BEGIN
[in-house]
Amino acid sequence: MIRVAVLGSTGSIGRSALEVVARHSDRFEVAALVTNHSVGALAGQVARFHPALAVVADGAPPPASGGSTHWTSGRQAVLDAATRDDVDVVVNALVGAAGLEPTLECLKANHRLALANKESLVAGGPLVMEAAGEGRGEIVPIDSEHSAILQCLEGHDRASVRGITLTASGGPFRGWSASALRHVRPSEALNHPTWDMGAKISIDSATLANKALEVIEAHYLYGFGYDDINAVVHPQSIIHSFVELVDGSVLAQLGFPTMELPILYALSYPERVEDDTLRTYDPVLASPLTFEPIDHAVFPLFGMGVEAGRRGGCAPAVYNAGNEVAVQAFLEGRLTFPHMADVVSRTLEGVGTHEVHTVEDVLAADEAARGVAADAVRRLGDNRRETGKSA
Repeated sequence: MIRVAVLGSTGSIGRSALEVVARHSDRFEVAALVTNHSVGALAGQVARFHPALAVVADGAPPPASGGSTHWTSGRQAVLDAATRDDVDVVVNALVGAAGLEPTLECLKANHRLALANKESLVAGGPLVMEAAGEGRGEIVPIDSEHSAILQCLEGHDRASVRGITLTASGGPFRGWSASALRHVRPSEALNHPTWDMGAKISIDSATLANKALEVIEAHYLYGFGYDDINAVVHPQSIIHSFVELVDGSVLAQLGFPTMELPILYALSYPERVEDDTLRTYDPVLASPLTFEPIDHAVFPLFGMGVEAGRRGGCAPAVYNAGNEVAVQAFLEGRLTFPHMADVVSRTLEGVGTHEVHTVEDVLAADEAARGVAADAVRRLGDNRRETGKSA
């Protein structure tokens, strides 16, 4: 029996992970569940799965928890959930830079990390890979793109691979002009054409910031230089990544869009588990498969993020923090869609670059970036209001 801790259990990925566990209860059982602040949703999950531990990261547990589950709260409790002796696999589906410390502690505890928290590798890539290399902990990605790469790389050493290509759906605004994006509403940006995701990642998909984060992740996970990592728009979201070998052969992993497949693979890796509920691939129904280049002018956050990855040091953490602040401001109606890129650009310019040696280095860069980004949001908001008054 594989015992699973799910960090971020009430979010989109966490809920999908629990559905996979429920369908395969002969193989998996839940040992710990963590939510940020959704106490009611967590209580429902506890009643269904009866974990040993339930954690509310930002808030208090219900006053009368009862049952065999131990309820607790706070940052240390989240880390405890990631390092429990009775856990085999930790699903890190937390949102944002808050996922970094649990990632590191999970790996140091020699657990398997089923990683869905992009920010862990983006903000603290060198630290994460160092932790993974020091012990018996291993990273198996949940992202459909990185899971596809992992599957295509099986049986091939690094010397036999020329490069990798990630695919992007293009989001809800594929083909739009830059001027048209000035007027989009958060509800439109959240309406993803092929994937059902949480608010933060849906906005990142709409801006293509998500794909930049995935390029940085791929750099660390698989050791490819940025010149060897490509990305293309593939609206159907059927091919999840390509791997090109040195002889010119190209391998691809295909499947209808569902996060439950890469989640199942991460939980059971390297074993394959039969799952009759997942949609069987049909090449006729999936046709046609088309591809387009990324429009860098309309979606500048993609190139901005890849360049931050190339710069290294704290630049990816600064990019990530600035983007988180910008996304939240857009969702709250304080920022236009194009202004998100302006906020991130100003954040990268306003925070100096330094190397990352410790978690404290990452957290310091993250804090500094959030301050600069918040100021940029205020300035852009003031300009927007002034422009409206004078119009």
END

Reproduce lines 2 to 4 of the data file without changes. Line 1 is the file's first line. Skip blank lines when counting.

Amino acid sequence: MIRVAVLGSTGSIGRSALEVVARHSDRFEVAALVTNHSVGALAGQVARFHPALAVVADGAPPPASGGSTHWTSGRQAVLDAATRDDVDVVVNALVGAAGLEPTLECLKANHRLALANKESLVAGGPLVMEAAGEGRGEIVPIDSEHSAILQCLEGHDRASVRGITLTASGGPFRGWSASALRHVRPSEALNHPTWDMGAKISIDSATLANKALEVIEAHYLYGFGYDDINAVVHPQSIIHSFVELVDGSVLAQLGFPTMELPILYALSYPERVEDDTLRTYDPVLASPLTFEPIDHAVFPLFGMGVEAGRRGGCAPAVYNAGNEVAVQAFLEGRLTFPHMADVVSRTLEGVGTHEVHTVEDVLAADEAARGVAADAVRRLGDNRRETGKSA
Repeated sequence: MIRVAVLGSTGSIGRSALEVVARHSDRFEVAALVTNHSVGALAGQVARFHPALAVVADGAPPPASGGSTHWTSGRQAVLDAATRDDVDVVVNALVGAAGLEPTLECLKANHRLALANKESLVAGGPLVMEAAGEGRGEIVPIDSEHSAILQCLEGHDRASVRGITLTASGGPFRGWSASALRHVRPSEALNHPTWDMGAKISIDSATLANKALEVIEAHYLYGFGYDDINAVVHPQSIIHSFVELVDGSVLAQLGFPTMELPILYALSYPERVEDDTLRTYDPVLASPLTFEPIDHAVFPLFGMGVEAGRRGGCAPAVYNAGNEVAVQAFLEGRLTFPHMADVVSRTLEGVGTHEVHTVEDVLAADEAARGVAADAVRRLGDNRRETGKSA
């Protein structure tokens, strides 16, 4: 029996992970569940799965928890959930830079990390890979793109691979002009054409910031230089990544869009588990498969993020923090869609670059970036209001 801790259990990925566990209860059982602040949703999950531990990261547990589950709260409790002796696999589906410390502690505890928290590798890539290399902990990605790469790389050493290509759906605004994006509403940006995701990642998909984060992740996970990592728009979201070998052969992993497949693979890796509920691939129904280049002018956050990855040091953490602040401001109606890129650009310019040696280095860069980004949001908001008054 594989015992699973799910960090971020009430979010989109966490809920999908629990559905996979429920369908395969002969193989998996839940040992710990963590939510940020959704106490009611967590209580429902506890009643269904009866974990040993339930954690509310930002808030208090219900006053009368009862049952065999131990309820607790706070940052240390989240880390405890990631390092429990009775856990085999930790699903890190937390949102944002808050996922970094649990990632590191999970790996140091020699657990398997089923990683869905992009920010862990983006903000603290060198630290994460160092932790993974020091012990018996291993990273198996949940992202459909990185899971596809992992599957295509099986049986091939690094010397036999020329490069990798990630695919992007293009989001809800594929083909739009830059001027048209000035007027989009958060509800439109959240309406993803092929994937059902949480608010933060849906906005990142709409801006293509998500794909930049995935390029940085791929750099660390698989050791490819940025010149060897490509990305293309593939609206159907059927091919999840390509791997090109040195002889010119190209391998691809295909499947209808569902996060439950890469989640199942991460939980059971390297074993394959039969799952009759997942949609069987049909090449006729999936046709046609088309591809387009990324429009860098309309979606500048993609190139901005890849360049931050190339710069290294704290630049990816600064990019990530600035983007988180910008996304939240857009969702709250304080920022236009194009202004998100302006906020991130100003954040990268306003925070100096330094190397990352410790978690404290990452957290310091993250804090500094959030301050600069918040100021940029205020300035852009003031300009927007002034422009409206004078119009």